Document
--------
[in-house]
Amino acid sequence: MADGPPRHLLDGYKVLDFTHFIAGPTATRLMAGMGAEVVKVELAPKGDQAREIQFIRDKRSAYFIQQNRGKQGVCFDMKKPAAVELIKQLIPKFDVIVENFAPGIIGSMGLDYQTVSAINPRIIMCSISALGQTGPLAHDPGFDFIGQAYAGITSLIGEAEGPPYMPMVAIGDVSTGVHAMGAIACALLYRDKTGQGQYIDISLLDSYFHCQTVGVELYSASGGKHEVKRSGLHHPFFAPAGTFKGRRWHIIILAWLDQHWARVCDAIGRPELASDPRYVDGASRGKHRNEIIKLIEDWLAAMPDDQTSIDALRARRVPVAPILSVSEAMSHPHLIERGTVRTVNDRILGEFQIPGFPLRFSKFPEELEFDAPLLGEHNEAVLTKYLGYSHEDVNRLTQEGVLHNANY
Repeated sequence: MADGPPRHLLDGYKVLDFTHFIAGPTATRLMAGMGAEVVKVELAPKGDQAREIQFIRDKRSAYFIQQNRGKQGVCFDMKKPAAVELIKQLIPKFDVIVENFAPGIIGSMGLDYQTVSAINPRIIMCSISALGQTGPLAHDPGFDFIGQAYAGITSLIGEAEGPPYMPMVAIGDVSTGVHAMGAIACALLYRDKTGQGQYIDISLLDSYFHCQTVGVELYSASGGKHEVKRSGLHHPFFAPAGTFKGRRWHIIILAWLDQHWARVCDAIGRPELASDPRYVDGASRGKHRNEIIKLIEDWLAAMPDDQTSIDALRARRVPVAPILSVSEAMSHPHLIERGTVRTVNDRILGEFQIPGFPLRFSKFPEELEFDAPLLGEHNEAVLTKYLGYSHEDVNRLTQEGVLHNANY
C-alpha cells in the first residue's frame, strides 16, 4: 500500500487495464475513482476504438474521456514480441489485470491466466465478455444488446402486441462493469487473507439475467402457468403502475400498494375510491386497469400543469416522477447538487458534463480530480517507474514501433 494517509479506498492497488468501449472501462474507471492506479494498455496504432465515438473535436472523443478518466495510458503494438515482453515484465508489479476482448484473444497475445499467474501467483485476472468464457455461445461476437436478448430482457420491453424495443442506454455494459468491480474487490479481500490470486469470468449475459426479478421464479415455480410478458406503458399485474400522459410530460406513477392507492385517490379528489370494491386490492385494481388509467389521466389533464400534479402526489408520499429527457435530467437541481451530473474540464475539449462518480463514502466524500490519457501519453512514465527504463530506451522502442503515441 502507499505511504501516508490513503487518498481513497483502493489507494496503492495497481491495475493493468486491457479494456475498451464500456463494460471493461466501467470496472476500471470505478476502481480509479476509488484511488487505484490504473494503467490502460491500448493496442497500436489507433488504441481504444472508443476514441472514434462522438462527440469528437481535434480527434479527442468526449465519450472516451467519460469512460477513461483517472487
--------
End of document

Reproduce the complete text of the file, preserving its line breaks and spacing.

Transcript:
[in-house]
Amino acid sequence: MADGPPRHLLDGYKVLDFTHFIAGPTATRLMAGMGAEVVKVELAPKGDQAREIQFIRDKRSAYFIQQNRGKQGVCFDMKKPAAVELIKQLIPKFDVIVENFAPGIIGSMGLDYQTVSAINPRIIMCSISALGQTGPLAHDPGFDFIGQAYAGITSLIGEAEGPPYMPMVAIGDVSTGVHAMGAIACALLYRDKTGQGQYIDISLLDSYFHCQTVGVELYSASGGKHEVKRSGLHHPFFAPAGTFKGRRWHIIILAWLDQHWARVCDAIGRPELASDPRYVDGASRGKHRNEIIKLIEDWLAAMPDDQTSIDALRARRVPVAPILSVSEAMSHPHLIERGTVRTVNDRILGEFQIPGFPLRFSKFPEELEFDAPLLGEHNEAVLTKYLGYSHEDVNRLTQEGVLHNANY
Repeated sequence: MADGPPRHLLDGYKVLDFTHFIAGPTATRLMAGMGAEVVKVELAPKGDQAREIQFIRDKRSAYFIQQNRGKQGVCFDMKKPAAVELIKQLIPKFDVIVENFAPGIIGSMGLDYQTVSAINPRIIMCSISALGQTGPLAHDPGFDFIGQAYAGITSLIGEAEGPPYMPMVAIGDVSTGVHAMGAIACALLYRDKTGQGQYIDISLLDSYFHCQTVGVELYSASGGKHEVKRSGLHHPFFAPAGTFKGRRWHIIILAWLDQHWARVCDAIGRPELASDPRYVDGASRGKHRNEIIKLIEDWLAAMPDDQTSIDALRARRVPVAPILSVSEAMSHPHLIERGTVRTVNDRILGEFQIPGFPLRFSKFPEELEFDAPLLGEHNEAVLTKYLGYSHEDVNRLTQEGVLHNANY
C-alpha cells in the first residue's frame, strides 16, 4: 500500500487495464475513482476504438474521456514480441489485470491466466465478455444488446402486441462493469487473507439475467402457468403502475400498494375510491386497469400543469416522477447538487458534463480530480517507474514501433 494517509479506498492497488468501449472501462474507471492506479494498455496504432465515438473535436472523443478518466495510458503494438515482453515484465508489479476482448484473444497475445499467474501467483485476472468464457455461445461476437436478448430482457420491453424495443442506454455494459468491480474487490479481500490470486469470468449475459426479478421464479415455480410478458406503458399485474400522459410530460406513477392507492385517490379528489370494491386490492385494481388509467389521466389533464400534479402526489408520499429527457435530467437541481451530473474540464475539449462518480463514502466524500490519457501519453512514465527504463530506451522502442503515441 502507499505511504501516508490513503487518498481513497483502493489507494496503492495497481491495475493493468486491457479494456475498451464500456463494460471493461466501467470496472476500471470505478476502481480509479476509488484511488487505484490504473494503467490502460491500448493496442497500436489507433488504441481504444472508443476514441472514434462522438462527440469528437481535434480527434479527442468526449465519450472516451467519460469512460477513461483517472487